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Bruins 5 (EN), Islanders 1: Same as it ever was

Once again the Isles stumbled after the first hiccup, and the game spiraled away.

NHL: Boston Bruins at New York Islanders
I’ve fallen and I’m tired of getting up.
Brad Penner-USA TODAY Sports

The New York Islanders began 2018 the way they closed out 2017: A lopsided loss, with long stretches of frustratingly lost play, and more lost ground on the rest of the Metropolitan Division.

Tonight it was a 5-1 loss to the Boston Bruins — nowhere as clueless as Sunday’s loss in Denver, but still pretty deflating.

If the Islanders were winning early this season thanks to (unsustainable) high scoring overcoming poor goaltending, their recent stabilized goaltending has not been enough to overcome a drying up of their scoring and continued lethargic play.

In his sixth consecutive start, Jaroslav Halak faced over 35 shots yet again (tonight’s total: 37) and played pretty well throughout. To be clear, he is not giving them game-stealing performances, and I wonder whether he even has that kind of “lights out” performance in him anymore. But he is facing repeated odd-man rushes and fairly dangerous chances from in tight and giving the Isles a chance to overcome them.

But they’re not. Not even close.

[Game Sum | Event Sum | Corsica | Natural Stat Trick | HockeyViz]

First Period: We can work with this

The Bruins have had their way with the Islanders lately, and they are one of just two NHL teams never to lose at Barclays Center. But the Isles had a decent start — promising even, relative to recent performances — and outshot the Bruins 12-8 in the opening period, though to my eyes the Bruins had more high-danger chances (granted, that could have been my own sense of dread talking).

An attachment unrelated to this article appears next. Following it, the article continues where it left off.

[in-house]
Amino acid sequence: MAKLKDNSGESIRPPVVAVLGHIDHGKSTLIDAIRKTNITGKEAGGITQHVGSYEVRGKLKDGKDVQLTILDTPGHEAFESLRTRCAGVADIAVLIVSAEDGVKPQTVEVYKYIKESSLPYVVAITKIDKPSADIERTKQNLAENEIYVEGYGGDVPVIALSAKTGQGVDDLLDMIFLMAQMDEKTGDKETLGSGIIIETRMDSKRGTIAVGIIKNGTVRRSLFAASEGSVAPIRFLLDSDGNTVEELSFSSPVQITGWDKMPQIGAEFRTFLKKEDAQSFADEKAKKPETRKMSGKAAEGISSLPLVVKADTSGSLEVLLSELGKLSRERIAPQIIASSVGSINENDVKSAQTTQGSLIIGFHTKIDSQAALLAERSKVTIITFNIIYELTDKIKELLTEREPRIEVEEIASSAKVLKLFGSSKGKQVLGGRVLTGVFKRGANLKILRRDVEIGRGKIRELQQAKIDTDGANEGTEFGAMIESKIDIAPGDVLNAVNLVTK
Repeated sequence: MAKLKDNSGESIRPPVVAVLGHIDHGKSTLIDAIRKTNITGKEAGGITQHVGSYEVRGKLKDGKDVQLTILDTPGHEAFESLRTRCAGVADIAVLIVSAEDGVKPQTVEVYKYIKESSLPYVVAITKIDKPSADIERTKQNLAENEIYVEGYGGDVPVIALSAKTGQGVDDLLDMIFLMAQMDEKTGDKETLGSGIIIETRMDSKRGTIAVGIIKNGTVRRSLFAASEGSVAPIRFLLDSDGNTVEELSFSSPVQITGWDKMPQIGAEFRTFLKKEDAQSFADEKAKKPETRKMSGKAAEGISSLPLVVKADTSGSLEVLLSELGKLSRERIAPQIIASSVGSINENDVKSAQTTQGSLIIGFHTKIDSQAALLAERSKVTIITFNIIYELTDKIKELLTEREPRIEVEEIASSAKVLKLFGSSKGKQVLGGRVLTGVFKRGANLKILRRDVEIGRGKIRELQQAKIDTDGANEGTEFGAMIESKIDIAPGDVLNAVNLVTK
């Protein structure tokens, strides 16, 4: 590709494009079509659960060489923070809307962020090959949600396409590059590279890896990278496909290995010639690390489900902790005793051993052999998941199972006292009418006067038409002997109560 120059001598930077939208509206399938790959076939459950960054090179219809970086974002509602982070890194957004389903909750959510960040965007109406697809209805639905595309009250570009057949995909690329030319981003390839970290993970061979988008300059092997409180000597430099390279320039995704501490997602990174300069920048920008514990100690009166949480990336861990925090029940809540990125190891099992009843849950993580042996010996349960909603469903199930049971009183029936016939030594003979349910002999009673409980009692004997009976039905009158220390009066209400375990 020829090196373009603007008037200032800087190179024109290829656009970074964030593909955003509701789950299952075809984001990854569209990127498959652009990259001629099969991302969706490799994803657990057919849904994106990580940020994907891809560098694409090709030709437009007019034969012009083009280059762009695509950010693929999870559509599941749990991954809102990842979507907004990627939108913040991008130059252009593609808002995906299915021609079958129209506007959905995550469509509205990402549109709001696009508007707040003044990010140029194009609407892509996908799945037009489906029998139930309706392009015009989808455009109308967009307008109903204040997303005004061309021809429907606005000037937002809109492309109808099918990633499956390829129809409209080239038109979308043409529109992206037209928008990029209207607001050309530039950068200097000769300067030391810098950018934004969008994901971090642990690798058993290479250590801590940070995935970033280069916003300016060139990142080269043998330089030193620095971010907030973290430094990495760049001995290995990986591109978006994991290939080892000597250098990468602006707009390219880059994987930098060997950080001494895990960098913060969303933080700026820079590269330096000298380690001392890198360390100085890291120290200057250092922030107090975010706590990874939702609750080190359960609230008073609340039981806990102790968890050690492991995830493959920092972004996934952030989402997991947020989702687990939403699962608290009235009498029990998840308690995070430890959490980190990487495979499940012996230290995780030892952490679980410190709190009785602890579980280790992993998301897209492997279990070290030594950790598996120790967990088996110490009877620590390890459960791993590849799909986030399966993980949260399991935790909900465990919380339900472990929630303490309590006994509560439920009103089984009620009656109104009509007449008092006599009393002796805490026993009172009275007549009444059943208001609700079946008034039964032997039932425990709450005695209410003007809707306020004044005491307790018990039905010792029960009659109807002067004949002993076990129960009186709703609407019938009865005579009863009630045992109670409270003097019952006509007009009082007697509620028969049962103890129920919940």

Each team killed off one penalty in the period, and they traded lone goals. A little over a minute after Danton Heinen opened scoring for the Bruins at 8:17, Jordan Eberle pounced on a fortunate bounce off an offensive zone faceoff and waited out Tuukka Rask to tie it up.

That let the Isles reach the intermission tied 1-1, but alas, it was the only Islanders goal of the night.

Second Period: I guess we can’t.

The event that sent things on a losing course was an unlucky play: A shot to the front of the net caromed and looped over Halak, over the goal and behind the net. As Halak struggled to locate the puck’s landing, Patrice Bergeron found it, went around the other side and bounced a shot off Halak’s leg and in.